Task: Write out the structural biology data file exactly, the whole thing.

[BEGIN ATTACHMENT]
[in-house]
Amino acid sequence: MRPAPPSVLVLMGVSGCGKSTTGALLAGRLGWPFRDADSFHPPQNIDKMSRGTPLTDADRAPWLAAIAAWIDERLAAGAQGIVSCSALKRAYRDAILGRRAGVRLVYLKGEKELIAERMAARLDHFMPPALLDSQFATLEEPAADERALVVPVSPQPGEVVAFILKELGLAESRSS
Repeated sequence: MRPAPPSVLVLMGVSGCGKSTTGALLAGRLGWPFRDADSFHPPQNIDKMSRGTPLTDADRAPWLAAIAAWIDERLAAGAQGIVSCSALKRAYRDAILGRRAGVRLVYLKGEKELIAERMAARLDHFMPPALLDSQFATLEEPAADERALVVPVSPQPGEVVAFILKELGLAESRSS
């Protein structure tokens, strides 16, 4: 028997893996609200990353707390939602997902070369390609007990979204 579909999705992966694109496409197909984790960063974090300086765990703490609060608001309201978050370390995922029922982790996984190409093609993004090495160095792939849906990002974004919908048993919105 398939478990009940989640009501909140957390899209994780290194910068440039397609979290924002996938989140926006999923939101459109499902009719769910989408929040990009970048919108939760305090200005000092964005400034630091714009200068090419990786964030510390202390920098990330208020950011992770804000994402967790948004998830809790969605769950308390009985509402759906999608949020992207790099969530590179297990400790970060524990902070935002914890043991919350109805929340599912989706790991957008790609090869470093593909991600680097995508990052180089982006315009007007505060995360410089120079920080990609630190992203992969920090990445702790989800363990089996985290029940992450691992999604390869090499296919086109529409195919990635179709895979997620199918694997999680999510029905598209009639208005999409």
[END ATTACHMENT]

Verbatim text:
[in-house]
Amino acid sequence: MRPAPPSVLVLMGVSGCGKSTTGALLAGRLGWPFRDADSFHPPQNIDKMSRGTPLTDADRAPWLAAIAAWIDERLAAGAQGIVSCSALKRAYRDAILGRRAGVRLVYLKGEKELIAERMAARLDHFMPPALLDSQFATLEEPAADERALVVPVSPQPGEVVAFILKELGLAESRSS
Repeated sequence: MRPAPPSVLVLMGVSGCGKSTTGALLAGRLGWPFRDADSFHPPQNIDKMSRGTPLTDADRAPWLAAIAAWIDERLAAGAQGIVSCSALKRAYRDAILGRRAGVRLVYLKGEKELIAERMAARLDHFMPPALLDSQFATLEEPAADERALVVPVSPQPGEVVAFILKELGLAESRSS
């Protein structure tokens, strides 16, 4: 028997893996609200990353707390939602997902070369390609007990979204 579909999705992966694109496409197909984790960063974090300086765990703490609060608001309201978050370390995922029922982790996984190409093609993004090495160095792939849906990002974004919908048993919105 398939478990009940989640009501909140957390899209994780290194910068440039397609979290924002996938989140926006999923939101459109499902009719769910989408929040990009970048919108939760305090200005000092964005400034630091714009200068090419990786964030510390202390920098990330208020950011992770804000994402967790948004998830809790969605769950308390009985509402759906999608949020992207790099969530590179297990400790970060524990902070935002914890043991919350109805929340599912989706790991957008790609090869470093593909991600680097995508990052180089982006315009007007505060995360410089120079920080990609630190992203992969920090990445702790989800363990089996985290029940992450691992999604390869090499296919086109529409195919990635179709895979997620199918694997999680999510029905598209009639208005999409």